John, John, John,
little did the Brits realize when the Colonies were revolting but the internal
combustion, gasoline fired, reciprocating engine had already been invented.
It was invented in the soon to be formed township of Penfield, Neu Yawk by a
chap with the moniker of Leon.
While he did his darnedest to keep the invention secret he had found a need for
a device to count the times his engine had revolved before it seized. (you see
he was using an oil manufactured by Lucas).
He then invented the revometer. Since the revometer had counted several times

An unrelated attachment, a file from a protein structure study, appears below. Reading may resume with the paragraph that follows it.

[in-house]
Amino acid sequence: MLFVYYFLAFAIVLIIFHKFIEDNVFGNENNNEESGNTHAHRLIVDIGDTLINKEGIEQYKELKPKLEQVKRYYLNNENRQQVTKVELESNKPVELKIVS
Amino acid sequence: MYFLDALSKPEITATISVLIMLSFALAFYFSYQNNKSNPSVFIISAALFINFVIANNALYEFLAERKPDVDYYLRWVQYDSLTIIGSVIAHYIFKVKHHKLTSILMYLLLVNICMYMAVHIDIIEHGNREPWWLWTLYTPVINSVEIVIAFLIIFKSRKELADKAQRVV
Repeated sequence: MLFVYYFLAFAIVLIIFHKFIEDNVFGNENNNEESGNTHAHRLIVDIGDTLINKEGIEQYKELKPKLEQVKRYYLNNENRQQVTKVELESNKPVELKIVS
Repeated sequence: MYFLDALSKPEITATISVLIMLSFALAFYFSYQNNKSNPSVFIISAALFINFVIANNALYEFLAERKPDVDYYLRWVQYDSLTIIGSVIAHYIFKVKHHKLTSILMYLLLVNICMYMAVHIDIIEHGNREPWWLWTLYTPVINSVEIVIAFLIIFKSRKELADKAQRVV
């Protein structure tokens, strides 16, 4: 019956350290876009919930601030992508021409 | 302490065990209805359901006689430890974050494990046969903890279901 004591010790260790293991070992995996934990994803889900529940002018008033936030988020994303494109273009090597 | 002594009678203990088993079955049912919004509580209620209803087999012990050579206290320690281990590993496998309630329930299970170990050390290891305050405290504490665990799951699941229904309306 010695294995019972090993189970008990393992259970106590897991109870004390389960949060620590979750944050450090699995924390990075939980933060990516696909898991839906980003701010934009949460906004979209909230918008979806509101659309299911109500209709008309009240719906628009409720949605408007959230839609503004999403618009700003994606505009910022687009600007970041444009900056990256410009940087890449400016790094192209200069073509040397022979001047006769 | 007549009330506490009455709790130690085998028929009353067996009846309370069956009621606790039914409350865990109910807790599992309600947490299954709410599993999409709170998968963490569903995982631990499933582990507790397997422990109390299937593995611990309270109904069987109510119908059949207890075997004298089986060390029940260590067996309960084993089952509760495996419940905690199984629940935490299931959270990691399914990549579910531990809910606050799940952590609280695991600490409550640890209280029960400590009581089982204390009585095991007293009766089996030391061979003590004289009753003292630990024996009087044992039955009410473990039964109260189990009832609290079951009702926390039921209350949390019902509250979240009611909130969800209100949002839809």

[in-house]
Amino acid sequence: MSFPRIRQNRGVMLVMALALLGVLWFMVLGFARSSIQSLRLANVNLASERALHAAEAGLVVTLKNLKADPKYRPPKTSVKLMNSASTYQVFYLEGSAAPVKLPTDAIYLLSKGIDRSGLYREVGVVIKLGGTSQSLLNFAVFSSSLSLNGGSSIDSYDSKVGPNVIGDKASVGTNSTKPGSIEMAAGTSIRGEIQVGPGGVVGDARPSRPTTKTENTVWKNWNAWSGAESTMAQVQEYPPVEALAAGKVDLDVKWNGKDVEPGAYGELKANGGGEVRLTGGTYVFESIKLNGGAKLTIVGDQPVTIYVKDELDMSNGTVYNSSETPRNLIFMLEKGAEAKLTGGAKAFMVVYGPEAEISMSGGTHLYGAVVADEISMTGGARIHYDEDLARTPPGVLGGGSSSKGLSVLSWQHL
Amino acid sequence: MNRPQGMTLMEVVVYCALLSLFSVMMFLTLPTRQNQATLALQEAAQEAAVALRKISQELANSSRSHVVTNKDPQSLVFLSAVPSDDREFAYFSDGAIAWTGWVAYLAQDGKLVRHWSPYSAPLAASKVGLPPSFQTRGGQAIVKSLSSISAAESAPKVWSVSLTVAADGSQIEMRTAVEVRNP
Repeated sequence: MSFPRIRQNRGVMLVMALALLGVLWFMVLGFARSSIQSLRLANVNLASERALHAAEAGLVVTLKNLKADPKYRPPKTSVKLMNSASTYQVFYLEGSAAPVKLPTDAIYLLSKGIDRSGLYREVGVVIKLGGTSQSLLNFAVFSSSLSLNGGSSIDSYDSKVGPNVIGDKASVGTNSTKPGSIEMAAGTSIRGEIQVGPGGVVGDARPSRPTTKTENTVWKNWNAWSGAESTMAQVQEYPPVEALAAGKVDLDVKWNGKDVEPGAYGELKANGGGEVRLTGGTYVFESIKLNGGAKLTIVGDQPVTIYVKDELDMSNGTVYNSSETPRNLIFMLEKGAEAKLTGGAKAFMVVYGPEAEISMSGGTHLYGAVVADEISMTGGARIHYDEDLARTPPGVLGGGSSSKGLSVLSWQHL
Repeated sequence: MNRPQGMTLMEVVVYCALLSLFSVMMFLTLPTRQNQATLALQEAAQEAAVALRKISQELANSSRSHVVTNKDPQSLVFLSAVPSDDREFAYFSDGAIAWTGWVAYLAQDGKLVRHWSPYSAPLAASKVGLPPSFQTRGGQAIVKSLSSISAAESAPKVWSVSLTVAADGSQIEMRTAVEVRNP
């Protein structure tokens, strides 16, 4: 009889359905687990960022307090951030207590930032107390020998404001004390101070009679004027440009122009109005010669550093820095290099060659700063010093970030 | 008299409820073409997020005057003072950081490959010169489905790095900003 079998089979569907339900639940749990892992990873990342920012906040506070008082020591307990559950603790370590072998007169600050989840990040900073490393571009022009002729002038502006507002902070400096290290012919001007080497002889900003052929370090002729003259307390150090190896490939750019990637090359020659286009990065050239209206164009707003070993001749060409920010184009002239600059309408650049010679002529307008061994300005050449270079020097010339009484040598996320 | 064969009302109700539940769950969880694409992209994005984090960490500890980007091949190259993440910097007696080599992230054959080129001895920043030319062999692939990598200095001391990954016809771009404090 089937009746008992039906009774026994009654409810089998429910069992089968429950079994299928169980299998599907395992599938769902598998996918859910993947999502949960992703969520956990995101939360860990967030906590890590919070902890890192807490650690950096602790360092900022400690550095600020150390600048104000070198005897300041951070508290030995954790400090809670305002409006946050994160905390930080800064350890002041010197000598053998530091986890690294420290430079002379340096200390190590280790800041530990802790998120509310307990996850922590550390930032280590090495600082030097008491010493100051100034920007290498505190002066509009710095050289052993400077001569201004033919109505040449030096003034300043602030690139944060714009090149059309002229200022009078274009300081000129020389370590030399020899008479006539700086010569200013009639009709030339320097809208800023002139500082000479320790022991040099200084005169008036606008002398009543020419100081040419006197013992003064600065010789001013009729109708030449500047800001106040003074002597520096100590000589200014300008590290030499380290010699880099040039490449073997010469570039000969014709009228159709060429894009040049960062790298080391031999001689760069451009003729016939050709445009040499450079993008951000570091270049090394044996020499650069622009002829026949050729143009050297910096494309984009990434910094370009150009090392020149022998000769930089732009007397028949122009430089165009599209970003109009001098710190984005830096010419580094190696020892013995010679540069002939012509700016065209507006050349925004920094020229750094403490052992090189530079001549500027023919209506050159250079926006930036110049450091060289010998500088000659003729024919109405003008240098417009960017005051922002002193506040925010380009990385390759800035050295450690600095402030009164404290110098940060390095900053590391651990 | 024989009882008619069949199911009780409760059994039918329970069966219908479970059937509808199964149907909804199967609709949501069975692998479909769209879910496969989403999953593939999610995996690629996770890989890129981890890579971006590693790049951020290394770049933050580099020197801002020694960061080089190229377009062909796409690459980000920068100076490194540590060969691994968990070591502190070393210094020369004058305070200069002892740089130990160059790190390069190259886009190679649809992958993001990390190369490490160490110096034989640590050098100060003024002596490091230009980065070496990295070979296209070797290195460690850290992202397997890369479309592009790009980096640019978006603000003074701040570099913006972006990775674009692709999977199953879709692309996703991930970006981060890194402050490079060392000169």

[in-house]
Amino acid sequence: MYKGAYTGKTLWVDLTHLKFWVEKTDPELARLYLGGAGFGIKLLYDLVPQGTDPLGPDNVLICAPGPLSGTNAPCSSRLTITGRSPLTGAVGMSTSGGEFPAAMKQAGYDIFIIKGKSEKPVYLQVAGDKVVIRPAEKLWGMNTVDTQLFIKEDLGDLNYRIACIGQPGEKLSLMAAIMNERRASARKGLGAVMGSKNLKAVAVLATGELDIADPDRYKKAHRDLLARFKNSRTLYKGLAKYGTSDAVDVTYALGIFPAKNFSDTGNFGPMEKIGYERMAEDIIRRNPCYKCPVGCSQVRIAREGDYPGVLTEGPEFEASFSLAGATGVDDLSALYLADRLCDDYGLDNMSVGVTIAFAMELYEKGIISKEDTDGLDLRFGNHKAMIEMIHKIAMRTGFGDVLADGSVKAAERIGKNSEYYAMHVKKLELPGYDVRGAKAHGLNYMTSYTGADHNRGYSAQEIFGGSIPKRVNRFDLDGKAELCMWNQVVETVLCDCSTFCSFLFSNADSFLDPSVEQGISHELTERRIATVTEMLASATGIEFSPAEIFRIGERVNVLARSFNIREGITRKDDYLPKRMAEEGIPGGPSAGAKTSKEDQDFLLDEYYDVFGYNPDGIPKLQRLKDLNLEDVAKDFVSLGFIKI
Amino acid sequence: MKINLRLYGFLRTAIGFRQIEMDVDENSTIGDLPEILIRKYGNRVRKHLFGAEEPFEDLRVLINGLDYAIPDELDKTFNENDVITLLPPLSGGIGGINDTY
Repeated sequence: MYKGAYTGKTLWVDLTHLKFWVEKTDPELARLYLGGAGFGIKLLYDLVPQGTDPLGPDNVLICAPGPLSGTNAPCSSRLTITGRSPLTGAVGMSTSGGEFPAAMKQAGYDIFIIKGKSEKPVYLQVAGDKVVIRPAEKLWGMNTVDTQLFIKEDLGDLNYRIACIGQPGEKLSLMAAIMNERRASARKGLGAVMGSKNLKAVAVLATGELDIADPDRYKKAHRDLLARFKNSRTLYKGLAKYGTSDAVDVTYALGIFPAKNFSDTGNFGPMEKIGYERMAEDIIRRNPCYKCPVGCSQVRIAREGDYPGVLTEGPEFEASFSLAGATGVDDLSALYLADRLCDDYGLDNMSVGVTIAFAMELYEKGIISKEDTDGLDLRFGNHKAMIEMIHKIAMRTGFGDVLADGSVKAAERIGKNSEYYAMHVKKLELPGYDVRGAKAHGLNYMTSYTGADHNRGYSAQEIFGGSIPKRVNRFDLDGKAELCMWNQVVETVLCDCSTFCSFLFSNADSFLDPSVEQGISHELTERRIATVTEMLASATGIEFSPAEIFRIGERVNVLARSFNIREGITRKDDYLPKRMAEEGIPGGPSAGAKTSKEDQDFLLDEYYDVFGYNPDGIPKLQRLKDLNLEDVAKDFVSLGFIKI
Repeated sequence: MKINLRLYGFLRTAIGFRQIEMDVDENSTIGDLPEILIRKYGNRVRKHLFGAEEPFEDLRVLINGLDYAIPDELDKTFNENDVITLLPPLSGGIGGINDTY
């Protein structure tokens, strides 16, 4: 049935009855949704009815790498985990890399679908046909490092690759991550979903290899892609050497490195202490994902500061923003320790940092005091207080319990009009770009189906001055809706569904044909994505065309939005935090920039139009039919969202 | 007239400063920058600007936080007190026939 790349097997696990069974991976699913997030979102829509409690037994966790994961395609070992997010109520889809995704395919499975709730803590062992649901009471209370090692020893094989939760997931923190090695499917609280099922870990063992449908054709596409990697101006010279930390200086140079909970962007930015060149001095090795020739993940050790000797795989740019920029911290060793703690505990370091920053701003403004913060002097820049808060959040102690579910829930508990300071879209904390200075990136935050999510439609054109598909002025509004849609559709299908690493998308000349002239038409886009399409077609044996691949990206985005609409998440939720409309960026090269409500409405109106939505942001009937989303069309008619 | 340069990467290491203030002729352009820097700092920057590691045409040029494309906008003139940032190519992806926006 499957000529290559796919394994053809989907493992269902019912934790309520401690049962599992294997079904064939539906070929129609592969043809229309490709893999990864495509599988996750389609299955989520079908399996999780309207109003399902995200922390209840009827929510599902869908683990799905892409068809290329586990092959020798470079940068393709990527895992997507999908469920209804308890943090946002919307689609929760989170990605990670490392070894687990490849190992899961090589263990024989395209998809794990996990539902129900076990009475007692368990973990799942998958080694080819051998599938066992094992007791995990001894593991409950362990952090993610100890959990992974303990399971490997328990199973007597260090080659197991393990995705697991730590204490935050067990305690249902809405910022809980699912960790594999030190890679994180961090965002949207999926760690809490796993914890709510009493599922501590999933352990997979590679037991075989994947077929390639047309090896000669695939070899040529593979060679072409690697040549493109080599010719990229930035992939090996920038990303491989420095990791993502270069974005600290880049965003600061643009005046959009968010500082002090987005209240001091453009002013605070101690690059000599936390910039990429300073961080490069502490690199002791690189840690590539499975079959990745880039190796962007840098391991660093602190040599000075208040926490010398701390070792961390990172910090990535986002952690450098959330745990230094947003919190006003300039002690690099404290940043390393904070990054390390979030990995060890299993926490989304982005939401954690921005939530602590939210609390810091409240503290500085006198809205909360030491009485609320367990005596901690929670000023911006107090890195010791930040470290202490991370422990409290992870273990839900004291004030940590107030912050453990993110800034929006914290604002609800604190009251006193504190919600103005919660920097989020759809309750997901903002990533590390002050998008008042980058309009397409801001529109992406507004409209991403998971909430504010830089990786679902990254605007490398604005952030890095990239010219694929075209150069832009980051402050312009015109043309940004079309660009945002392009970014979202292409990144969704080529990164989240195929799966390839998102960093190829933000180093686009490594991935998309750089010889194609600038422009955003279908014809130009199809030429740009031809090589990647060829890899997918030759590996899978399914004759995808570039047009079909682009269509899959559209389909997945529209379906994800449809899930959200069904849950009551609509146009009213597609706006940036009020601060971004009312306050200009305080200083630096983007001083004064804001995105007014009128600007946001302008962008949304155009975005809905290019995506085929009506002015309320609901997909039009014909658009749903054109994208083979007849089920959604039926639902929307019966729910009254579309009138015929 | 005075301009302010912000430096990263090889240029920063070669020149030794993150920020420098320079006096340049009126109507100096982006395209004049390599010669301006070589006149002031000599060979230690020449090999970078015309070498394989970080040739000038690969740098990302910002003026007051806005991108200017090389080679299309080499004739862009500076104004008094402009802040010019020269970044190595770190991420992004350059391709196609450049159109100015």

before the engine siezed (see oil manufacturer above) he called it Revs Per
Moment since he didn't have a good chronometer (they were being manufactured
by Smiths you know).
Hence 'revs', 'spins', and r's per m.
Hope this clears things up for those of you across the great water. We here in
the colonies have had this straight in our minds since, oh, it's probably
1773 or so.
Jim...... by the way Sir, my middle name is Briton. Does that qualify me
for some sort of award?
> >Dave's done 110 in Nigel (And had it up to 9500 rpms.)
> It's been a long time since I was confused by hood/bonnet, wing/fender,
> trunk/boot blah blah - but ...
> why is rpm trans-Atlantic pluralised? Revs or revolutions per minute means
> rpm, so why does another 's' go on the end of rpm? This issue is causing me
> a considerable loss of sleep.
> John Mac